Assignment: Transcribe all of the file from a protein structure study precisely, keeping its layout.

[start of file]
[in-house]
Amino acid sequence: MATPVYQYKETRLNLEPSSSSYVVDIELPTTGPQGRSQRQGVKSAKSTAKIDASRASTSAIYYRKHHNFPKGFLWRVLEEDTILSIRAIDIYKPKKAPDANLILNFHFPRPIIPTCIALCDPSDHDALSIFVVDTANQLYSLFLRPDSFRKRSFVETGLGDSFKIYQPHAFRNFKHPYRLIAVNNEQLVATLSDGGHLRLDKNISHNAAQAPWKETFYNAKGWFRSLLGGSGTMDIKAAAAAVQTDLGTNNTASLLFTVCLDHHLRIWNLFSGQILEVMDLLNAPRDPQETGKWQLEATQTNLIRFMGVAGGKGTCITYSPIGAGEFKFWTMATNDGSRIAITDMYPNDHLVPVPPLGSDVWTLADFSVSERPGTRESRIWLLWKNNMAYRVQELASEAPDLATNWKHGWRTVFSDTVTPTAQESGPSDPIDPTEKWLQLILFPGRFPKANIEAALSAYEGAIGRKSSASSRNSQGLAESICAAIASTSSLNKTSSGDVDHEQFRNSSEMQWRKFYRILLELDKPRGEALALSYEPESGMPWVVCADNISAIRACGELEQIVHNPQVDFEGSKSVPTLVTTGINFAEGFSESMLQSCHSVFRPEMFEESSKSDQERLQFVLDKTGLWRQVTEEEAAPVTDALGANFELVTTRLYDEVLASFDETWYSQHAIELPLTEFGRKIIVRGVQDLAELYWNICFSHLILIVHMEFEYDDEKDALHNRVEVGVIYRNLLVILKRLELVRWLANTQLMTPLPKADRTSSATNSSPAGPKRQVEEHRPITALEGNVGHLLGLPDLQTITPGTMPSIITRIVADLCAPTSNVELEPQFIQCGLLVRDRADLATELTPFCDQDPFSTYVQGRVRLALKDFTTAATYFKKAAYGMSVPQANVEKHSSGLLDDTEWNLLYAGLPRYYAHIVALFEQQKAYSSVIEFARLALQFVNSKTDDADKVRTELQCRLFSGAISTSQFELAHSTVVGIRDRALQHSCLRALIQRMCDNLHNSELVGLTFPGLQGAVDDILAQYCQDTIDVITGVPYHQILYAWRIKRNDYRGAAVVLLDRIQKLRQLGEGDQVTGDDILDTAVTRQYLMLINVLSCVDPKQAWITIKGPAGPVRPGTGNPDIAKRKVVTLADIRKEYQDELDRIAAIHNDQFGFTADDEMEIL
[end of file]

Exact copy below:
[in-house]
Amino acid sequence: MATPVYQYKETRLNLEPSSSSYVVDIELPTTGPQGRSQRQGVKSAKSTAKIDASRASTSAIYYRKHHNFPKGFLWRVLEEDTILSIRAIDIYKPKKAPDANLILNFHFPRPIIPTCIALCDPSDHDALSIFVVDTANQLYSLFLRPDSFRKRSFVETGLGDSFKIYQPHAFRNFKHPYRLIAVNNEQLVATLSDGGHLRLDKNISHNAAQAPWKETFYNAKGWFRSLLGGSGTMDIKAAAAAVQTDLGTNNTASLLFTVCLDHHLRIWNLFSGQILEVMDLLNAPRDPQETGKWQLEATQTNLIRFMGVAGGKGTCITYSPIGAGEFKFWTMATNDGSRIAITDMYPNDHLVPVPPLGSDVWTLADFSVSERPGTRESRIWLLWKNNMAYRVQELASEAPDLATNWKHGWRTVFSDTVTPTAQESGPSDPIDPTEKWLQLILFPGRFPKANIEAALSAYEGAIGRKSSASSRNSQGLAESICAAIASTSSLNKTSSGDVDHEQFRNSSEMQWRKFYRILLELDKPRGEALALSYEPESGMPWVVCADNISAIRACGELEQIVHNPQVDFEGSKSVPTLVTTGINFAEGFSESMLQSCHSVFRPEMFEESSKSDQERLQFVLDKTGLWRQVTEEEAAPVTDALGANFELVTTRLYDEVLASFDETWYSQHAIELPLTEFGRKIIVRGVQDLAELYWNICFSHLILIVHMEFEYDDEKDALHNRVEVGVIYRNLLVILKRLELVRWLANTQLMTPLPKADRTSSATNSSPAGPKRQVEEHRPITALEGNVGHLLGLPDLQTITPGTMPSIITRIVADLCAPTSNVELEPQFIQCGLLVRDRADLATELTPFCDQDPFSTYVQGRVRLALKDFTTAATYFKKAAYGMSVPQANVEKHSSGLLDDTEWNLLYAGLPRYYAHIVALFEQQKAYSSVIEFARLALQFVNSKTDDADKVRTELQCRLFSGAISTSQFELAHSTVVGIRDRALQHSCLRALIQRMCDNLHNSELVGLTFPGLQGAVDDILAQYCQDTIDVITGVPYHQILYAWRIKRNDYRGAAVVLLDRIQKLRQLGEGDQVTGDDILDTAVTRQYLMLINVLSCVDPKQAWITIKGPAGPVRPGTGNPDIAKRKVVTLADIRKEYQDELDRIAAIHNDQFGFTADDEMEIL